KFF: AHCA could increase premiums for 6.3M people with pre-existing conditions

A projected 6.3 million people with pre-existing conditions could face higher premiums under the ACA replacement plan approved by the House, according to a new Kaiser Family Foundation analysis.

The House approved the GOP's ACA replacement plan, known as the American Health Care Act, May 4. Under the AHCA, states could seek waivers to opt out of the ACA's community rating rule, which bars insurers from charging different premiums "based on age, gender, health status or other factors." Insurers in states with these community rating waivers could charge higher premiums to enrollees based on health status, and who have had a gap in insurance of 63 or more consecutive days in the past year, according to the analysis. States with community rating waivers would have to set up programs such as a high-risk pool to help make coverage affordable for consumers, or participate in a reinsurance arrangement.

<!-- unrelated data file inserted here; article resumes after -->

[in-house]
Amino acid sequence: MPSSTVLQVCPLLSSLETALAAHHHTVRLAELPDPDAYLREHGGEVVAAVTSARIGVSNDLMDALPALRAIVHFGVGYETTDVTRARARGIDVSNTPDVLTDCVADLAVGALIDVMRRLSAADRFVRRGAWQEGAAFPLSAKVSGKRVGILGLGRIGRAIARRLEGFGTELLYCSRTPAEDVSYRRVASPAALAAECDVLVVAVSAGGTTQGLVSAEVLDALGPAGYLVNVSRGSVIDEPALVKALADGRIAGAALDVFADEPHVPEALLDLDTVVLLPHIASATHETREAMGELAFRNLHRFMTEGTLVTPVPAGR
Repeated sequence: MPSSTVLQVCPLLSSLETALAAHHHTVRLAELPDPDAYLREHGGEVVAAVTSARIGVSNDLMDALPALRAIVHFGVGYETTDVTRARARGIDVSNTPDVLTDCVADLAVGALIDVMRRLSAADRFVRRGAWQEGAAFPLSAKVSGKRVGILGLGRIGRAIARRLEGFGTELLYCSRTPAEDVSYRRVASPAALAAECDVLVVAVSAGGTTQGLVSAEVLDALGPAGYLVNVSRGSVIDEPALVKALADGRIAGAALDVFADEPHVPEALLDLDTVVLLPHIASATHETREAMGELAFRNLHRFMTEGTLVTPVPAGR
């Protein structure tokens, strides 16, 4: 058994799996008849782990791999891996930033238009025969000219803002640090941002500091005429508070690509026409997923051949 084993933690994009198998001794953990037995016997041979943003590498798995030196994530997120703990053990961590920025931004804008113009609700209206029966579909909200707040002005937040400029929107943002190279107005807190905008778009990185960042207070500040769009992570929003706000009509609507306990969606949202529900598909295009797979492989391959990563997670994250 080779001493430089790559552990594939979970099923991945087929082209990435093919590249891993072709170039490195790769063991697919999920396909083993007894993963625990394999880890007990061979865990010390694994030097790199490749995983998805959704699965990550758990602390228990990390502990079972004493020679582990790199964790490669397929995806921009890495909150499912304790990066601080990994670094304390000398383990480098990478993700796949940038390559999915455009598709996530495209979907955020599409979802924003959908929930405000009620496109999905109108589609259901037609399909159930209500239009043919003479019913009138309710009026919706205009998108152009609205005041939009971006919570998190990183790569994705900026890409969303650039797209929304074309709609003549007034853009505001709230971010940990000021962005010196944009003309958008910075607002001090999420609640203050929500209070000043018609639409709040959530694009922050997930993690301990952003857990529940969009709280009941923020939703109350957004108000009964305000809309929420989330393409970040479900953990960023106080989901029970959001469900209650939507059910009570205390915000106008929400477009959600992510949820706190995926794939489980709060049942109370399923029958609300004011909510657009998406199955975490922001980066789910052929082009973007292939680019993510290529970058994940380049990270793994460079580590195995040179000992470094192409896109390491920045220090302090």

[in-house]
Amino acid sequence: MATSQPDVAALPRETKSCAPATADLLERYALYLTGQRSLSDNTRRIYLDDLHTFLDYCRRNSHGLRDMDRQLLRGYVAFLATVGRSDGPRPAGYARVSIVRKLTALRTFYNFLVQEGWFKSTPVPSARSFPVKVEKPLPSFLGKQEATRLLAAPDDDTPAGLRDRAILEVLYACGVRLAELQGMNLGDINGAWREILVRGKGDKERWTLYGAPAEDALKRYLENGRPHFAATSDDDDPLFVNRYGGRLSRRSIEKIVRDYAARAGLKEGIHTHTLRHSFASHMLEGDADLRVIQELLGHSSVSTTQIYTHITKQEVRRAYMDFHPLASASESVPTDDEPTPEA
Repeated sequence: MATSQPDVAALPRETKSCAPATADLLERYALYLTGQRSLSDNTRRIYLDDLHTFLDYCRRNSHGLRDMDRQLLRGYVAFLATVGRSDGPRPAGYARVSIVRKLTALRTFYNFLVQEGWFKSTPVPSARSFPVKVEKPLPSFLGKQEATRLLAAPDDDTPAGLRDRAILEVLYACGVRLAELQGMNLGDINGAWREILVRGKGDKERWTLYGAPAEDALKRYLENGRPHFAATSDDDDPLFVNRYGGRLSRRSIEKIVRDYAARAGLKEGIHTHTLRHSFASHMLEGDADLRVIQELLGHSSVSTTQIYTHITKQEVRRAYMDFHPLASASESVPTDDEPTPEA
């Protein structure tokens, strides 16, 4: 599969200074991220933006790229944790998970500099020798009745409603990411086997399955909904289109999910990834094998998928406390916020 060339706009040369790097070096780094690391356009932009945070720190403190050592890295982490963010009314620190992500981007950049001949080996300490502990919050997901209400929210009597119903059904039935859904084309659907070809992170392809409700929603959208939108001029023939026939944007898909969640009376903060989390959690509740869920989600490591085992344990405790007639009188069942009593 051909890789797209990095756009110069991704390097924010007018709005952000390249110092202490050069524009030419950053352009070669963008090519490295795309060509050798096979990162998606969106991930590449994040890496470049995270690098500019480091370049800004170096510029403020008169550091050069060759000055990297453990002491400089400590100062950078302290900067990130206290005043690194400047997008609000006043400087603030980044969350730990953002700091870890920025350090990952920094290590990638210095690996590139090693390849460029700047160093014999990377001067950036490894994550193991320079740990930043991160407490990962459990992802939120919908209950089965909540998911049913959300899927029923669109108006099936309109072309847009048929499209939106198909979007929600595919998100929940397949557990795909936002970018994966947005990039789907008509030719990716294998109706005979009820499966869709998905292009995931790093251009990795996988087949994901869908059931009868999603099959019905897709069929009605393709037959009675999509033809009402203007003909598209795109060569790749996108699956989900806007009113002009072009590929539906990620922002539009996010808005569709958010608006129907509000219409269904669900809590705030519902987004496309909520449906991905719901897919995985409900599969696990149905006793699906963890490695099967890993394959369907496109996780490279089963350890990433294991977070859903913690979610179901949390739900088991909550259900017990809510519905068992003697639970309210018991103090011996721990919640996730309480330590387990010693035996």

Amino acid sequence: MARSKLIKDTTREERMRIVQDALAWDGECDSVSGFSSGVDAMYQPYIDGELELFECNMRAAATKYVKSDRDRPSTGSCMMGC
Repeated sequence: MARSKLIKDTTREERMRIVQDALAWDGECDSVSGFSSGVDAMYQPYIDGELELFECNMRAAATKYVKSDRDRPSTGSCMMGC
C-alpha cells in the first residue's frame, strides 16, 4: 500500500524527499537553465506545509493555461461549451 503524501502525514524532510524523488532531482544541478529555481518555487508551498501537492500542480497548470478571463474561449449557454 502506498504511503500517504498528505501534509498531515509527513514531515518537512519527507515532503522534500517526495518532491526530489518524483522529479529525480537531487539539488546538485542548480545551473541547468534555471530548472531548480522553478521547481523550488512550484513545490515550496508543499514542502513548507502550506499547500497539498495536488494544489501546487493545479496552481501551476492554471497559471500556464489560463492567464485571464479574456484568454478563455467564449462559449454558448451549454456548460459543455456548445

For the analysis, KFF calculated nationwide prevalence rates of declinable health conditions based on the CDC's 2015 National Health Interview Survey. The KFF analysis estimates 6.3 million people have a pre-existing condition that would have been declined prior to the ACA and would lead to a substantial premium surcharge in states with community rating waivers. The projection includes 23 percent of the estimated 27.4 million U.S. non-elderly adults who had at least a several-month insurance coverage gap in 2015.

KFF said its estimates might understate or overstate the number of people with pre-existing conditions who could face premium hikes under the AHCA. The analysis notes in states with community rating waivers, people with health conditions would be incentivized to maintain continuous coverage so they could still afford their premiums. However, it is unclear how many would be able to afford continuous coverage, given that premium tax credits under the AHCA would be 36% lower on average for marketplace enrollees than under the ACA.

Additionally, KFF estimates 3.8 million adults with individual market insurance in 2015, or 25 percent of all adult enrollees, had a declinable pre-existing condition and would not face premium surcharges under the AHCA community rating waivers if they maintain continuous coverage. 

Read the full analysis here.


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